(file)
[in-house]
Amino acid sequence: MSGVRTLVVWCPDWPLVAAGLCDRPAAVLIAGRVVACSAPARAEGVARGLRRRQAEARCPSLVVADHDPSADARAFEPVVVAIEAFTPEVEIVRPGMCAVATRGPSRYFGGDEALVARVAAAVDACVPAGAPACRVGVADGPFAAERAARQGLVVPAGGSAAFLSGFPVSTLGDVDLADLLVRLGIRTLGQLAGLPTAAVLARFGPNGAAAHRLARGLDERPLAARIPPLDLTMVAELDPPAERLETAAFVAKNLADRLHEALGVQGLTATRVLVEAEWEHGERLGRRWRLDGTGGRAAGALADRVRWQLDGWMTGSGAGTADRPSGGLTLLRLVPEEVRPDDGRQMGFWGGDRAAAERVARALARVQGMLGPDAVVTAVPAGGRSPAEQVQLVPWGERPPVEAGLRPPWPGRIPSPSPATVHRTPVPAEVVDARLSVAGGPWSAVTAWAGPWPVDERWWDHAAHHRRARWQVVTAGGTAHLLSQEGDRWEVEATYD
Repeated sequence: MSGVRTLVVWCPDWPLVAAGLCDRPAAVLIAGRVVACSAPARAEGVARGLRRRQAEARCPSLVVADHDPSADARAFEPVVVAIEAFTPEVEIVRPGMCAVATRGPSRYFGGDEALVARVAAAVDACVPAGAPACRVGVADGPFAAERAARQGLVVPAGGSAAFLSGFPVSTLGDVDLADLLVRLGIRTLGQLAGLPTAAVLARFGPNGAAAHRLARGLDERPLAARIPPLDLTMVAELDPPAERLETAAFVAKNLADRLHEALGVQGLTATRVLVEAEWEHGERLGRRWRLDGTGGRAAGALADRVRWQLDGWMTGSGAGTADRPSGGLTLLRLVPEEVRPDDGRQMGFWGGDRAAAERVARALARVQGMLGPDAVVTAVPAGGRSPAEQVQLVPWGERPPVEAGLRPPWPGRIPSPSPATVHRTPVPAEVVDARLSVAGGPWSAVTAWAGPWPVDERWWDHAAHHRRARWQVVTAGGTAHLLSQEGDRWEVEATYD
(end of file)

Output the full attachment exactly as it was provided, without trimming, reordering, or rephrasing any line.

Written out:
[in-house]
Amino acid sequence: MSGVRTLVVWCPDWPLVAAGLCDRPAAVLIAGRVVACSAPARAEGVARGLRRRQAEARCPSLVVADHDPSADARAFEPVVVAIEAFTPEVEIVRPGMCAVATRGPSRYFGGDEALVARVAAAVDACVPAGAPACRVGVADGPFAAERAARQGLVVPAGGSAAFLSGFPVSTLGDVDLADLLVRLGIRTLGQLAGLPTAAVLARFGPNGAAAHRLARGLDERPLAARIPPLDLTMVAELDPPAERLETAAFVAKNLADRLHEALGVQGLTATRVLVEAEWEHGERLGRRWRLDGTGGRAAGALADRVRWQLDGWMTGSGAGTADRPSGGLTLLRLVPEEVRPDDGRQMGFWGGDRAAAERVARALARVQGMLGPDAVVTAVPAGGRSPAEQVQLVPWGERPPVEAGLRPPWPGRIPSPSPATVHRTPVPAEVVDARLSVAGGPWSAVTAWAGPWPVDERWWDHAAHHRRARWQVVTAGGTAHLLSQEGDRWEVEATYD
Repeated sequence: MSGVRTLVVWCPDWPLVAAGLCDRPAAVLIAGRVVACSAPARAEGVARGLRRRQAEARCPSLVVADHDPSADARAFEPVVVAIEAFTPEVEIVRPGMCAVATRGPSRYFGGDEALVARVAAAVDACVPAGAPACRVGVADGPFAAERAARQGLVVPAGGSAAFLSGFPVSTLGDVDLADLLVRLGIRTLGQLAGLPTAAVLARFGPNGAAAHRLARGLDERPLAARIPPLDLTMVAELDPPAERLETAAFVAKNLADRLHEALGVQGLTATRVLVEAEWEHGERLGRRWRLDGTGGRAAGALADRVRWQLDGWMTGSGAGTADRPSGGLTLLRLVPEEVRPDDGRQMGFWGGDRAAAERVARALARVQGMLGPDAVVTAVPAGGRSPAEQVQLVPWGERPPVEAGLRPPWPGRIPSPSPATVHRTPVPAEVVDARLSVAGGPWSAVTAWAGPWPVDERWWDHAAHHRRARWQVVTAGGTAHLLSQEGDRWEVEATYD